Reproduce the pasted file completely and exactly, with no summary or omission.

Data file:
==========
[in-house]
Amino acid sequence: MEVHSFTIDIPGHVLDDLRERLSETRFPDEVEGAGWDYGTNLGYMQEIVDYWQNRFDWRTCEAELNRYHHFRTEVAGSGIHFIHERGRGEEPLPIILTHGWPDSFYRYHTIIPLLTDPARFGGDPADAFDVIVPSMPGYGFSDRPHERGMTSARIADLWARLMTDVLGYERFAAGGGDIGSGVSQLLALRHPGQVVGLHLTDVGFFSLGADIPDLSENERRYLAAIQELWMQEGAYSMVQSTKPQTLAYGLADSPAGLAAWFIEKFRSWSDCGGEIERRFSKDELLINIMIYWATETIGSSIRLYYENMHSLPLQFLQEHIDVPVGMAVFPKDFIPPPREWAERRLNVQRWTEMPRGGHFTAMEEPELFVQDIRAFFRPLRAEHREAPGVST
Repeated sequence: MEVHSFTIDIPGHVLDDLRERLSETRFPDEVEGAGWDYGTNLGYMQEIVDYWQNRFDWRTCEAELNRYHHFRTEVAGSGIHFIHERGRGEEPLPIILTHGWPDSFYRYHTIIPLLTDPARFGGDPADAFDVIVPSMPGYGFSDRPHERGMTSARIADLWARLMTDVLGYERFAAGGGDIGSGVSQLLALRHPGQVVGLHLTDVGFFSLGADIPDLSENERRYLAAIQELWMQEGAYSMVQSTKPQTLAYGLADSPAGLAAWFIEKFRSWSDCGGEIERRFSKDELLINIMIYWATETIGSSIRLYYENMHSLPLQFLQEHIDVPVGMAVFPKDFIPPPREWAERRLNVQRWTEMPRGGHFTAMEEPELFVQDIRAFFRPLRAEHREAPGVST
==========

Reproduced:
[in-house]
Amino acid sequence: MEVHSFTIDIPGHVLDDLRERLSETRFPDEVEGAGWDYGTNLGYMQEIVDYWQNRFDWRTCEAELNRYHHFRTEVAGSGIHFIHERGRGEEPLPIILTHGWPDSFYRYHTIIPLLTDPARFGGDPADAFDVIVPSMPGYGFSDRPHERGMTSARIADLWARLMTDVLGYERFAAGGGDIGSGVSQLLALRHPGQVVGLHLTDVGFFSLGADIPDLSENERRYLAAIQELWMQEGAYSMVQSTKPQTLAYGLADSPAGLAAWFIEKFRSWSDCGGEIERRFSKDELLINIMIYWATETIGSSIRLYYENMHSLPLQFLQEHIDVPVGMAVFPKDFIPPPREWAERRLNVQRWTEMPRGGHFTAMEEPELFVQDIRAFFRPLRAEHREAPGVST
Repeated sequence: MEVHSFTIDIPGHVLDDLRERLSETRFPDEVEGAGWDYGTNLGYMQEIVDYWQNRFDWRTCEAELNRYHHFRTEVAGSGIHFIHERGRGEEPLPIILTHGWPDSFYRYHTIIPLLTDPARFGGDPADAFDVIVPSMPGYGFSDRPHERGMTSARIADLWARLMTDVLGYERFAAGGGDIGSGVSQLLALRHPGQVVGLHLTDVGFFSLGADIPDLSENERRYLAAIQELWMQEGAYSMVQSTKPQTLAYGLADSPAGLAAWFIEKFRSWSDCGGEIERRFSKDELLINIMIYWATETIGSSIRLYYENMHSLPLQFLQEHIDVPVGMAVFPKDFIPPPREWAERRLNVQRWTEMPRGGHFTAMEEPELFVQDIRAFFRPLRAEHREAPGVST